The level of fraudulent motor finance
applications detected in 2008 grew by 70 percent year-on-year,
In addition, the level of fraud undetected at time
of application grew by 12 percent, the data company said.
Nick Mothershaw, director of Fraud and Identity
Solutions at Experian, said the growth in motor finance fraud was
driven by the recession
“The deeper this recession gets, the greater the
threat of fraud becomes,” Mothershaw added.
Motor finance fraud is becoming more attractive to
organised criminals, he added, thanks to the high-value assets
available to criminals, and the relative ease with which cars can
be sold for a quick cash return.
“We are encouraging our clients to look for
evidence of fraud rings in their data – for example, the same
mobile phone number used on a variety of fraudulent applications,
or multiple attempts at securing finance for the same kind of
vehicle on a fraudulent basis,” Mothershaw said.
He also identified “first-party fraud” – fraud
committed by individual customers – as a growing worry.
“We are seeing more people lying on credit
applications” he said. “For example, not listing a previous address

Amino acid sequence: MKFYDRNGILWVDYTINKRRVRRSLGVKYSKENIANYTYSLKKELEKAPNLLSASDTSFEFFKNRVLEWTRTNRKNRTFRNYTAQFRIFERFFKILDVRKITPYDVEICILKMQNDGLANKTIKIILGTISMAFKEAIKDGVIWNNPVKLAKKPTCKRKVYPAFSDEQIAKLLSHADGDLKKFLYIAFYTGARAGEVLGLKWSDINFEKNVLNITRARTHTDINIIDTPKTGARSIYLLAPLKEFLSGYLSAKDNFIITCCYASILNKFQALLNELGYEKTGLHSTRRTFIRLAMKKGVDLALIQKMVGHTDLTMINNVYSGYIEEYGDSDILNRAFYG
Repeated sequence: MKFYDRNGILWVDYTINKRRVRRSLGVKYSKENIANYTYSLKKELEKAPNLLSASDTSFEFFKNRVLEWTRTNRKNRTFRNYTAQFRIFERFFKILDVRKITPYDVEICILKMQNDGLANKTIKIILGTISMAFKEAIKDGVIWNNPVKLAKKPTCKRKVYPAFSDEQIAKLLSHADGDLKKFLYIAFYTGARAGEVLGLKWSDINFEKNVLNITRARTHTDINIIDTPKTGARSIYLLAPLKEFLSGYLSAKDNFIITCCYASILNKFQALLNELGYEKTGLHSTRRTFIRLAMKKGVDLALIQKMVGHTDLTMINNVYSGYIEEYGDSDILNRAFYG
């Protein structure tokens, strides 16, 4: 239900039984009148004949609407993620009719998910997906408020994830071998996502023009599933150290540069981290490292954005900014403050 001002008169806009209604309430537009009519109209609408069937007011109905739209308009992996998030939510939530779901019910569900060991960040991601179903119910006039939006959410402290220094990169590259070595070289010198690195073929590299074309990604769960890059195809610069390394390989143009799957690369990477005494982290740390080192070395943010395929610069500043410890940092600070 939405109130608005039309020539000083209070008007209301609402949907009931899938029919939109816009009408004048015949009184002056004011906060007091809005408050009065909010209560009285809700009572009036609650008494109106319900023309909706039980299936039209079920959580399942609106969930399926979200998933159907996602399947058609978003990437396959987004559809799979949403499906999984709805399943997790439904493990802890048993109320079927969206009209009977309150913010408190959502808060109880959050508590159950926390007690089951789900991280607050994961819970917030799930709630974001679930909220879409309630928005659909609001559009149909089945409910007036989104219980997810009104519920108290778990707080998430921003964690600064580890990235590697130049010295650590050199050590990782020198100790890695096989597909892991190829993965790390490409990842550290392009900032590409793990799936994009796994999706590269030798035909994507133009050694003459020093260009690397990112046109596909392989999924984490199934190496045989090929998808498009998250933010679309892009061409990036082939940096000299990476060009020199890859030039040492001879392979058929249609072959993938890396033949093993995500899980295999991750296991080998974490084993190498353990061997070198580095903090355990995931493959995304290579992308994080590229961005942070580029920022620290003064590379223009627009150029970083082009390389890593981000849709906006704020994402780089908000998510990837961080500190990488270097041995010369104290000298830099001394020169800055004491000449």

which is associated with their personal poor credit history, in an
attempt to fool underwriters.”
Mothershaw observed that the incidence of
first-party fraud was exacerbated by the dearth of availability in
subprime motor finance.
“As subprime customers come to the end of their
finance term, they may be unable to afford to make the balloon
payment to keep the car, while the original lender may well have
ceased new business, meaning they are unable to take out a new
agreement,” he pointed out.
“Subprime customers are trapped, and displaced to a
more prime market, where stricter underwriting standards means they
are unlikely to be accepted,” Mothershaw said.
“In that situation, the temptation to withhold
damaging information and to manipulate personal data in order to
qualify for finance becomes much greater, and the incidence of
fraud therefore rises.”